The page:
“American Slang” is the title track to The Gaslight Anthem’s third album, due to be released in June of this year. These New Jersey boys have found the formula for producing a sound that you could expect if Bruce Springsteen fronted a punk rock band. Upbeat rock and roll with heartfelt, slightly ragged vocals and catchy melodies. I’m a big fan of The Gaslight Anthem and this single shows that we can continue to expect good things from this band. I’m sure they’re only going to get bigger and bigger – how could a band this awesome not?



Pavement. The kings of slacker rock. The definition of ’90s indie rock. PAVEMENT.

I’ve been listening to the album and writing my review at the same time but I’ve just gone in and deleted everything I already wrote. Because what hasn’t been said about Pavement already? Nothing I say here will be groundbreaking at all.

I guess I just want to let everyone know that this Best-Of now exists. But what’s the point, really, of this record? If you like Pavement, you probably/should already know everything on here. If you don’t like Pavement, you don’t care about this release at all because it doesn’t even contain any new material for you to potentially hate on. And if you’ve never heard of Pavement, you should start with their 1993 debut album, Slanted and Enchanted, not this gobbledy-gook of a record that ignores the chronological order of the band’s releases. It’s so hard to pick out what should be on a Pavement “Best-Of” (since they didn’t have any huge hit singles); there’s bound to be material on their actual albums that you like more than some of the selections on here.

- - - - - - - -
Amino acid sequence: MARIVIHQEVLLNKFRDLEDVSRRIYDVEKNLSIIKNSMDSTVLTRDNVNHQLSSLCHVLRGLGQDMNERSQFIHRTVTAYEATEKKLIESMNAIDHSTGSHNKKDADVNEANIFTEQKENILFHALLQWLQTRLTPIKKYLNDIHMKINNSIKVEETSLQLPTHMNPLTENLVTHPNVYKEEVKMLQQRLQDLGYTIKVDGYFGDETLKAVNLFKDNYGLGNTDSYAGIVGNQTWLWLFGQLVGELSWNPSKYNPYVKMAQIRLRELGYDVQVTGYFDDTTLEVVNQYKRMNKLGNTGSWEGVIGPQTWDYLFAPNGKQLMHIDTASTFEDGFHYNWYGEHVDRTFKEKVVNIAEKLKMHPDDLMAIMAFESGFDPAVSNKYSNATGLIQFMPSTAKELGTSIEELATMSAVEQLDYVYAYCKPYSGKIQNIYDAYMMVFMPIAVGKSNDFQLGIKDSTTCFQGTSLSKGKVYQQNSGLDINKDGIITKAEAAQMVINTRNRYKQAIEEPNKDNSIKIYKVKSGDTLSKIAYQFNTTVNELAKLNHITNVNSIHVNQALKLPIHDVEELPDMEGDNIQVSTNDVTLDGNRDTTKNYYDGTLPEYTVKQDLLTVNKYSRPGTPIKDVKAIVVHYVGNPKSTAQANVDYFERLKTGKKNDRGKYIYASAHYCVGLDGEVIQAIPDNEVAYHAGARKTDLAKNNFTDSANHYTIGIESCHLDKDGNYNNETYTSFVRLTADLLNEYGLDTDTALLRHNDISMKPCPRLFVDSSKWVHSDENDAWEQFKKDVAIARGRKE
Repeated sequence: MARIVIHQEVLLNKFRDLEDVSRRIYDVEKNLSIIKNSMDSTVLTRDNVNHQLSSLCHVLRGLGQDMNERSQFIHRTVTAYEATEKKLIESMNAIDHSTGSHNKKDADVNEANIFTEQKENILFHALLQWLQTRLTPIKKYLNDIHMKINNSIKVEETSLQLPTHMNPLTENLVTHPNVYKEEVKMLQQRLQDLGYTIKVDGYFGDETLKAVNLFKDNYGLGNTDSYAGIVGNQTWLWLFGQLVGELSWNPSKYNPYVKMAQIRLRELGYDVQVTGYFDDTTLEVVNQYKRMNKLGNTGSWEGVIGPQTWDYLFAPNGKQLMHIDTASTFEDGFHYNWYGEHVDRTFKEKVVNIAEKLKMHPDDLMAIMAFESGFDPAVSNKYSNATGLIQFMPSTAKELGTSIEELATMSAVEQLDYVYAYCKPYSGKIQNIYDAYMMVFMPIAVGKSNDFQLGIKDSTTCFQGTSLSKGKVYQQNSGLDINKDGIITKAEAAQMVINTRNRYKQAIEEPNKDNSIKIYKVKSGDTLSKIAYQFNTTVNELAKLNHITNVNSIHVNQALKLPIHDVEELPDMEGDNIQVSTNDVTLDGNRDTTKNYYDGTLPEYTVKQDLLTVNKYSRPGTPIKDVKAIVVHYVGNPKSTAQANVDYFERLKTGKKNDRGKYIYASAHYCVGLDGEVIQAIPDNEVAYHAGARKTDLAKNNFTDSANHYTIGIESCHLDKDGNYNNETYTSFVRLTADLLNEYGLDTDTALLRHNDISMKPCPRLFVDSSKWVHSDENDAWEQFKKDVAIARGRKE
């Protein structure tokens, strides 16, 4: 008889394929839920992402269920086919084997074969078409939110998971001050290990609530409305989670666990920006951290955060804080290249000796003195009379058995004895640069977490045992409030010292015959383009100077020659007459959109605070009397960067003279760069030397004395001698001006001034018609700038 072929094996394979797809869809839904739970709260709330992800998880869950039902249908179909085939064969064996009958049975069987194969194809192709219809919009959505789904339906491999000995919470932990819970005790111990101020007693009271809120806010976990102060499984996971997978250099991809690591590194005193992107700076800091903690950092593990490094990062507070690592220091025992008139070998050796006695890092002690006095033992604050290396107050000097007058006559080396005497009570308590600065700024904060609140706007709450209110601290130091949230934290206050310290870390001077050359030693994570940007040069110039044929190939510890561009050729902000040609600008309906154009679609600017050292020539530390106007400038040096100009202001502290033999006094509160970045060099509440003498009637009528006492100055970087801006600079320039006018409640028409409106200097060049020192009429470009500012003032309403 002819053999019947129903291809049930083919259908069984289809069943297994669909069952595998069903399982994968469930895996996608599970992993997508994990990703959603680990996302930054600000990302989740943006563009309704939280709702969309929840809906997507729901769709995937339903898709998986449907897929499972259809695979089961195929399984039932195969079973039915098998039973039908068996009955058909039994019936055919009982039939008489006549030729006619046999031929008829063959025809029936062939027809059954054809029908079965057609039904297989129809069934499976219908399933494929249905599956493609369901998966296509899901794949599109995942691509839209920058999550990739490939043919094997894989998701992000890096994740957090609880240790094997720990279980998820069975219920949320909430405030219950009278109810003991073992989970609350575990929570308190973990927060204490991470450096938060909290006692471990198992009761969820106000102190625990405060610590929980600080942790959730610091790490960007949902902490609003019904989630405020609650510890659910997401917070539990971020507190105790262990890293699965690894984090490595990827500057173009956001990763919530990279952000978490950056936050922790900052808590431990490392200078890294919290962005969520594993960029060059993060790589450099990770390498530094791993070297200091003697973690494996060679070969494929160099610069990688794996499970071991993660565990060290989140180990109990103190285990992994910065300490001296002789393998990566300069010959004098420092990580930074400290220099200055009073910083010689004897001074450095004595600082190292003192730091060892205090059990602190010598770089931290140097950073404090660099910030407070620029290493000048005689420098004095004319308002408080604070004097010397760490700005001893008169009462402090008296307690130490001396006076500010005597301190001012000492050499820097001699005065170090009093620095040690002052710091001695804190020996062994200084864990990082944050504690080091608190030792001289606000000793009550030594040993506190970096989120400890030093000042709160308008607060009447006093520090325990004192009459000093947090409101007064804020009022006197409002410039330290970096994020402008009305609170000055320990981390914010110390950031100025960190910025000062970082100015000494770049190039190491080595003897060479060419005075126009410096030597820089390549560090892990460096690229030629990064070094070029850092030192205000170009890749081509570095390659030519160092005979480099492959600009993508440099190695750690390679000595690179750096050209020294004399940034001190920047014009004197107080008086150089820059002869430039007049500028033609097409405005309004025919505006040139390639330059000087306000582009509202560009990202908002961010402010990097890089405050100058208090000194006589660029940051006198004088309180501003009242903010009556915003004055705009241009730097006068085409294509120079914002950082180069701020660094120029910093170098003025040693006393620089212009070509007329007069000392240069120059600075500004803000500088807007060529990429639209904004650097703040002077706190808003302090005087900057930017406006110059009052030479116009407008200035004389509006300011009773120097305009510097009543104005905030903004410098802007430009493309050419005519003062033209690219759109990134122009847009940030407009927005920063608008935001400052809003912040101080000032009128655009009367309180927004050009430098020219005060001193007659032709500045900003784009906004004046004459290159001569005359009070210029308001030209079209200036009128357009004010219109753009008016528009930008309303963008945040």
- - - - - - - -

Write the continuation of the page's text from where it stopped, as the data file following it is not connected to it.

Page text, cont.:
“Silence Kid” is not on here, so clearly this collection is not “The Best of Pavement,” as it advertises.

Also, I don’t understand the cover art.

But Pavement is still awesome. Listen to their actual albums.


Matt & Kim’s self-titled debut was released in 2006, and Grand, the follow-up, was released in 2009. I’m reviewing them now because, while scouring the internet for shows coming to my area, I found that this Brooklyn-based duo is scheduled to play around here very soon. Not many bands playing original music play near where I live, so when there is one coming to town, I usually try to go. Unless the band is awful. I set out on a quest to see if Matt & Kim are awful or if I should plan to go check them out.